As an interim measure we’re discussing bringing the 2008 and 2010 domain harvests together into one access point, and making them available within the the Library's reading rooms when the Molesworth Street building re-opens in 2012.

The next stage would be to provide public online access, and we’re every bit as excited about that prospect as the many people who email us to request it!


Rotovegas said...

Hi Gordon, many thanks for this and for the work both you and Gillian have done. Certainly appreciate what a large task it is to manage and process the harvests. Interesting to see that the number of requests were significantly down for .ac, although actual data increased. I'm guessing that's because of the number of robots.txt files on University servers. Was the decision to honour the protocol this time a political one, or practical - eg picked up a lot of junk last time...

-Brian of Auckland

Gordon Paynter said...

Hi Brian: I just spent 30 minutes typing a detailed response, but blogger swallowed it! Here's the short version.

The changes between the 2008 and 2010 harvests of are complex: we found more domains, but fewer hosts on those domains; we made fewer requests, but received more data in response to those requests.

We don't/can't know the precise effect of the robots.txt changes on However, my hunch is that robots.txt changes probably did have a significant effect on the "junk" harvested, particularly from For example, in 2008 I know we harvested a good chunk of a university library catalogue (oops!) and at least one test server that effectively duplicated a production site (doh!). Honouring robots.txt may have saved us from these mistakes.

Finally, the robots.txt decision was complex, and while I can't remember all the costs and benefits, these are detailed in a paper that is online (I think).

However, one practical argument that sticks with me is that we estimated beforehand that we could harvest the same quantity of data regardless of whether we honoured or ignored robots.txt (i.e. the robots-open part of the NZ web is larger than we can gather). Therefore, there isn't a huge disadvantage to ignoring robots.txt (as long as we ensure that for each pages that we do harvest we always get all the embedded elements so that the quality of those pages is not compromised).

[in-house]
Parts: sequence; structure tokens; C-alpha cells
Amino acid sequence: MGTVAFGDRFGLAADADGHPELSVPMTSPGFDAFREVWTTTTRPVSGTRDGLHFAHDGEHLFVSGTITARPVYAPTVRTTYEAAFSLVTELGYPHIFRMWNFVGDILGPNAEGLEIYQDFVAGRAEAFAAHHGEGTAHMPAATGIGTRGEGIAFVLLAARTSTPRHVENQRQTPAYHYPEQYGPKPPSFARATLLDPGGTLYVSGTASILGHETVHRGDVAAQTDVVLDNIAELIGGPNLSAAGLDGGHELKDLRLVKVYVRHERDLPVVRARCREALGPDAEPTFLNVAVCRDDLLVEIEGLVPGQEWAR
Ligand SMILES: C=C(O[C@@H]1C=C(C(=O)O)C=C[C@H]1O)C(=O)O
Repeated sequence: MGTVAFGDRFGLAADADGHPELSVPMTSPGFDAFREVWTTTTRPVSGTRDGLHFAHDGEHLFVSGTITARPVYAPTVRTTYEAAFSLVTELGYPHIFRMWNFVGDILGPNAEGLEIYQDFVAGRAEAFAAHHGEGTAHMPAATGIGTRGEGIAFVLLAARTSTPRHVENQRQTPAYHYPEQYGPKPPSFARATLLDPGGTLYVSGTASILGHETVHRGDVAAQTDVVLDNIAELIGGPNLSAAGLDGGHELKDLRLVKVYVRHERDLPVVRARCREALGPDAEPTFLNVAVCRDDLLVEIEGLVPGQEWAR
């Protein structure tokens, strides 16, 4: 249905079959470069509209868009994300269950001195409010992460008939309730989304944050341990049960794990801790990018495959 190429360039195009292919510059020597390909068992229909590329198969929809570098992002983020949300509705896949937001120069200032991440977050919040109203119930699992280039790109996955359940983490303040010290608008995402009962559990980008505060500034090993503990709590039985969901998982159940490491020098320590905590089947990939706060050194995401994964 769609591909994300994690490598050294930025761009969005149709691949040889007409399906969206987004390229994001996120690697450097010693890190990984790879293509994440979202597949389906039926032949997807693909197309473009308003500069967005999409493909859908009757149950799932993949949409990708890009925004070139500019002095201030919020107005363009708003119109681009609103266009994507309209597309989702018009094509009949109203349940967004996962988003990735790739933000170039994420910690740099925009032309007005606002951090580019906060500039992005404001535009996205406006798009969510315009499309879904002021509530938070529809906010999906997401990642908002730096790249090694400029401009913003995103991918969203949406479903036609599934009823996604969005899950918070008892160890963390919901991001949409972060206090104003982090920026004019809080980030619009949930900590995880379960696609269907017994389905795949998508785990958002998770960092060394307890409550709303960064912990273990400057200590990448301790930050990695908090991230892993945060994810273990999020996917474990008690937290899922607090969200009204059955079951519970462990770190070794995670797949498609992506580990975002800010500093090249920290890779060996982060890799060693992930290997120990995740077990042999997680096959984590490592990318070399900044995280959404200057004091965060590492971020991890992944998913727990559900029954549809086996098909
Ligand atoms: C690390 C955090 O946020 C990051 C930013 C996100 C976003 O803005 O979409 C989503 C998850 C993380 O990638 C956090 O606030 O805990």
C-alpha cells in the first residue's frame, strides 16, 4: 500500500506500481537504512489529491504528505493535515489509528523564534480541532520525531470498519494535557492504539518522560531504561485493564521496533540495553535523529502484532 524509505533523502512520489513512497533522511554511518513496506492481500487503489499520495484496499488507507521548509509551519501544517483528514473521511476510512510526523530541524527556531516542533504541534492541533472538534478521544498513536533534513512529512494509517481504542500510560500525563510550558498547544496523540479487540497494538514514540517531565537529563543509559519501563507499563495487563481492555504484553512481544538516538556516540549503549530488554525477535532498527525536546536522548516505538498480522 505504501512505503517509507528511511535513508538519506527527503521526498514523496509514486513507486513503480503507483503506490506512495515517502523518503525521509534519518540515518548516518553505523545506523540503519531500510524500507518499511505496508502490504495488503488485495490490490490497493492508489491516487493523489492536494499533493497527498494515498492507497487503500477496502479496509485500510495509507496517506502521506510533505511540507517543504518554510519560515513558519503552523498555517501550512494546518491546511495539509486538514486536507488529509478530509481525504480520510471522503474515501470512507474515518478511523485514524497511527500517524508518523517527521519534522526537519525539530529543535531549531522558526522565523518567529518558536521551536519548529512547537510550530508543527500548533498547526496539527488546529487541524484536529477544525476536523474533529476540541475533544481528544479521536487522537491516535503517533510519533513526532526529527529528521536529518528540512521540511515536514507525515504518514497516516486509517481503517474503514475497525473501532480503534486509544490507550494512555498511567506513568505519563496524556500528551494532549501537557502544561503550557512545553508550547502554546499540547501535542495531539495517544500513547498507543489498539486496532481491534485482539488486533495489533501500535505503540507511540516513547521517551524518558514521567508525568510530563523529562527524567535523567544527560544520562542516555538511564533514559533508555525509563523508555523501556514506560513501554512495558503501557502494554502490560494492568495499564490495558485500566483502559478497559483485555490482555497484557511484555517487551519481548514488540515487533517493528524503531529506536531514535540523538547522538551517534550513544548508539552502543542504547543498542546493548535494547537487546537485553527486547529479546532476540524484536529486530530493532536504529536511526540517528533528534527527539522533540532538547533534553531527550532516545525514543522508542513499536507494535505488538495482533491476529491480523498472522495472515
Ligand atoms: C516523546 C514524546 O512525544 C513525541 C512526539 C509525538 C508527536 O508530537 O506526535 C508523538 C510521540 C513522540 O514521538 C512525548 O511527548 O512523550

Note this argument doesn't apply to selective harvesting. And I don't know if I'd make it for every harvest: mature programmes like the one at the BNF adjust scope and crawl parameters (such as robots policy) in subsequent domain harvests, and I can see value in that.

I hope that answers a few of your questions.


Anonymous said...


Thanks for that Post. What are you doing if there will be no heritrix report available for some jobs. Are you ignoring these Jobs for that statistics or do you have tools to build up these report files based on the collected (w)arc files?

Gordon Paynter said...

Hi Anon: We're not working from the Heritrix reports, we're working from a summary "hosts" reports that IA created (I would guess they either generate is as create the CDX index, or generate it from the CDX file at the end).

We could regerenate these reports from the CDX index, and in 2008 we did in fact generate some reports ourselves from the CDX index.

However, your point remains: we are depending on IA to generate the CDX index and hosts report for us, rather than doing our own analysis of the raw data.

At some point we'll have to go back to the WARC files, and regerenate all the derived data from these. However, the indexing process alone can take weeks of CPU time (which is why we have asked IA to do it for us).


Anonymous said...

Is there a list of those downloaded domains?

Shayne said...

Its impressive to see there was a 100% jump of domains from 2008 to 2010. I would love to see the stats for 2011.